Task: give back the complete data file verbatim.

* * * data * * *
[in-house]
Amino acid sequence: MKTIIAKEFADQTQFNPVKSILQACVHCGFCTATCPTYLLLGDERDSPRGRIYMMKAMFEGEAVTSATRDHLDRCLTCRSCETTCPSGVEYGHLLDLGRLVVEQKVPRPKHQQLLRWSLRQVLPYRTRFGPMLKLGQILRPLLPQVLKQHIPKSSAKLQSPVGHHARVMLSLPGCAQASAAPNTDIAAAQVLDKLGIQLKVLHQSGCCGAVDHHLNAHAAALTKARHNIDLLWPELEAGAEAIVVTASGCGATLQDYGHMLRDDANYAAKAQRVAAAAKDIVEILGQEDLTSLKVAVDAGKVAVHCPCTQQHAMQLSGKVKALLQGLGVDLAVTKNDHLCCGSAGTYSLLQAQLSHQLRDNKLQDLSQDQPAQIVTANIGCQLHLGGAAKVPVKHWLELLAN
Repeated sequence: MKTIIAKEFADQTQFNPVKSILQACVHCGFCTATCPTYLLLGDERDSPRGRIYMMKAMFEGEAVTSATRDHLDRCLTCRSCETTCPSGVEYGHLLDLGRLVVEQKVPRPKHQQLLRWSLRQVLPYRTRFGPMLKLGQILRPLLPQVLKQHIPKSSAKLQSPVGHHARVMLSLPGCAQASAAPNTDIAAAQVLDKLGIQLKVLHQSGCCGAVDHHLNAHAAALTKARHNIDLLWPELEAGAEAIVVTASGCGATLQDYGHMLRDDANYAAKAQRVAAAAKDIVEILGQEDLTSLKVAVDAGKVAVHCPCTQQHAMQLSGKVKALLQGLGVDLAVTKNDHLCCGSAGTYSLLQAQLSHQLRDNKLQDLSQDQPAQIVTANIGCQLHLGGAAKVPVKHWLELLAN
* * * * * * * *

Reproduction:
[in-house]
Amino acid sequence: MKTIIAKEFADQTQFNPVKSILQACVHCGFCTATCPTYLLLGDERDSPRGRIYMMKAMFEGEAVTSATRDHLDRCLTCRSCETTCPSGVEYGHLLDLGRLVVEQKVPRPKHQQLLRWSLRQVLPYRTRFGPMLKLGQILRPLLPQVLKQHIPKSSAKLQSPVGHHARVMLSLPGCAQASAAPNTDIAAAQVLDKLGIQLKVLHQSGCCGAVDHHLNAHAAALTKARHNIDLLWPELEAGAEAIVVTASGCGATLQDYGHMLRDDANYAAKAQRVAAAAKDIVEILGQEDLTSLKVAVDAGKVAVHCPCTQQHAMQLSGKVKALLQGLGVDLAVTKNDHLCCGSAGTYSLLQAQLSHQLRDNKLQDLSQDQPAQIVTANIGCQLHLGGAAKVPVKHWLELLAN
Repeated sequence: MKTIIAKEFADQTQFNPVKSILQACVHCGFCTATCPTYLLLGDERDSPRGRIYMMKAMFEGEAVTSATRDHLDRCLTCRSCETTCPSGVEYGHLLDLGRLVVEQKVPRPKHQQLLRWSLRQVLPYRTRFGPMLKLGQILRPLLPQVLKQHIPKSSAKLQSPVGHHARVMLSLPGCAQASAAPNTDIAAAQVLDKLGIQLKVLHQSGCCGAVDHHLNAHAAALTKARHNIDLLWPELEAGAEAIVVTASGCGATLQDYGHMLRDDANYAAKAQRVAAAAKDIVEILGQEDLTSLKVAVDAGKVAVHCPCTQQHAMQLSGKVKALLQGLGVDLAVTKNDHLCCGSAGTYSLLQAQLSHQLRDNKLQDLSQDQPAQIVTANIGCQLHLGGAAKVPVKHWLELLAN